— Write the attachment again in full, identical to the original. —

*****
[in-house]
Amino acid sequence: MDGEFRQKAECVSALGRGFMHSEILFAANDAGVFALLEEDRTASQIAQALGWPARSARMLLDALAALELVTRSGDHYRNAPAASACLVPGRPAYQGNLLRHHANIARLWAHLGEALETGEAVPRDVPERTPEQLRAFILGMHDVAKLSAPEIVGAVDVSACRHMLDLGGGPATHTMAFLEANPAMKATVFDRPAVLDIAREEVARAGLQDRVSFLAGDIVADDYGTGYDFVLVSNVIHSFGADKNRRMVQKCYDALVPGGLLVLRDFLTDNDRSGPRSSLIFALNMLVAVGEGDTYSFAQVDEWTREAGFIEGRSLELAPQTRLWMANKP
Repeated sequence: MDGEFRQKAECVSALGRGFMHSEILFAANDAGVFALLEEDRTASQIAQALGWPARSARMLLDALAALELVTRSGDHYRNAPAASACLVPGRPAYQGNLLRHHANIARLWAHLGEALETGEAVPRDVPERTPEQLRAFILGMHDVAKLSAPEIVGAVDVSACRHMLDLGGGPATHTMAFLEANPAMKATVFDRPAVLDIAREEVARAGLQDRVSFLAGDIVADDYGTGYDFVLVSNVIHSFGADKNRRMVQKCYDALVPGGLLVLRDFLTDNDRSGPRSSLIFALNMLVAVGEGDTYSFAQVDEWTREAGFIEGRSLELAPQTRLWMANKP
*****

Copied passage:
[in-house]
Amino acid sequence: MDGEFRQKAECVSALGRGFMHSEILFAANDAGVFALLEEDRTASQIAQALGWPARSARMLLDALAALELVTRSGDHYRNAPAASACLVPGRPAYQGNLLRHHANIARLWAHLGEALETGEAVPRDVPERTPEQLRAFILGMHDVAKLSAPEIVGAVDVSACRHMLDLGGGPATHTMAFLEANPAMKATVFDRPAVLDIAREEVARAGLQDRVSFLAGDIVADDYGTGYDFVLVSNVIHSFGADKNRRMVQKCYDALVPGGLLVLRDFLTDNDRSGPRSSLIFALNMLVAVGEGDTYSFAQVDEWTREAGFIEGRSLELAPQTRLWMANKP
Repeated sequence: MDGEFRQKAECVSALGRGFMHSEILFAANDAGVFALLEEDRTASQIAQALGWPARSARMLLDALAALELVTRSGDHYRNAPAASACLVPGRPAYQGNLLRHHANIARLWAHLGEALETGEAVPRDVPERTPEQLRAFILGMHDVAKLSAPEIVGAVDVSACRHMLDLGGGPATHTMAFLEANPAMKATVFDRPAVLDIAREEVARAGLQDRVSFLAGDIVADDYGTGYDFVLVSNVIHSFGADKNRRMVQKCYDALVPGGLLVLRDFLTDNDRSGPRSSLIFALNMLVAVGEGDTYSFAQVDEWTREAGFIEGRSLELAPQTRLWMANKP